CIOs need to think politically

News Analysis

CIOs need to think politically

Rebecca Thomson

Chief information officers will have to become "political animals" with strong advocacy and negotiation skills, according to Rose Crozier, CIO at Belfast City Council and non-executive director of Socitm.

Speaking at the SmartGov Live conference in London, she said that service delivery models will need to change dramatically over the next few years and the role of IT leaders needs to change to make sure new models of IT infrastructure are developed to support that.

"The IT world as we know it has gone," she said. "The traditional technical IT leader has its place, but the CIO and the role of getting the right outcomes has a bigger ask, and is a much different role.

"To start building influence, CIOs do have to look after the business-as-usual aspects of the job. That builds our credibility. We have poor influence if IT fails."

The CIO's job has changed dramatically, with the focus now being on change management and delivering good outcomes instead of the management of big projects, Crozier said.

"The environment is a complex one to get decisions made in, it can be done but it's about being a political animal. You need to be aware of political sensitivities, and know who you need to be alongside to get decisions made."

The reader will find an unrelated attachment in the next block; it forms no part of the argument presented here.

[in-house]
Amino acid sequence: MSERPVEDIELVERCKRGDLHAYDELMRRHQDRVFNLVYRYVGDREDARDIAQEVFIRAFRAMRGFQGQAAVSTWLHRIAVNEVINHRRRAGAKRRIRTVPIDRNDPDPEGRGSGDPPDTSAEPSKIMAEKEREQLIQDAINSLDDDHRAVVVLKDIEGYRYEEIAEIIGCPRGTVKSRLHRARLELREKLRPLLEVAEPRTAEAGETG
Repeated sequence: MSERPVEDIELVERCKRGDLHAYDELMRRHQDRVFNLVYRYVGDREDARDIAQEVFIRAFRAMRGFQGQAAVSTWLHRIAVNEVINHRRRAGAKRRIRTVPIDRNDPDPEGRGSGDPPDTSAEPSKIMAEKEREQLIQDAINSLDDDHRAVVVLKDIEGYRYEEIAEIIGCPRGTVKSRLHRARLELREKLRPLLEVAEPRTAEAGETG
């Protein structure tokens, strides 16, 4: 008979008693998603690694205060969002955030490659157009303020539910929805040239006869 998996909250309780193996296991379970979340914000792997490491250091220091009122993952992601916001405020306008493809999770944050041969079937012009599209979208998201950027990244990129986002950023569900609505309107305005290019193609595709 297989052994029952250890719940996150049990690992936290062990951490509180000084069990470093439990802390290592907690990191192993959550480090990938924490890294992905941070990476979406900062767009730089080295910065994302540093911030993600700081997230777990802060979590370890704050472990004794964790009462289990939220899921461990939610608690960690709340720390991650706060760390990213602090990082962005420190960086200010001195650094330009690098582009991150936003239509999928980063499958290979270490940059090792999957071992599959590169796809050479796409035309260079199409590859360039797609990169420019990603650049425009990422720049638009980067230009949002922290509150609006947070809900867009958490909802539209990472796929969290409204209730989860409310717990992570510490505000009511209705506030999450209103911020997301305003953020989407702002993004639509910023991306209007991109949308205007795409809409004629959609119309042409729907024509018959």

She added that she has spent 60% of her time over the past five years talking to trade unions, negotiating change.

"It's about having strong advocacy and leadership skills and being quite tough. The CIO role is about transformation, strategic influence, and being forceful, making it known you have something to offer."

Making sure IT is part of the business is a hard thing to achieve, she said, but what's important is giving evidence of savings and real measured improvements in services or efficiency.

Service delivery models will need to rely heavily on better use of customer data in the coming years, and IT leaders need to make sure technology is part of the strategic planning stages.

The availability and use of data will be increasingly important, Crozier said, and service delivery models will need to be built around better data sharing.

She put particular emphasis on the growing role that the third sector plays in providing services, saying data sharing and collaboration with voluntary groups needs to be a big focus.

"Up until now there's been a big emphasis on security and control and opening up data," she said.

"But at a local level the strategy needs to be about driving efficiency through better data handling. I want to stress the importance of the third sector, because many services - especially those around vulnerable people - are delivered in collaboration with the sector. This leads to specific needs for data."


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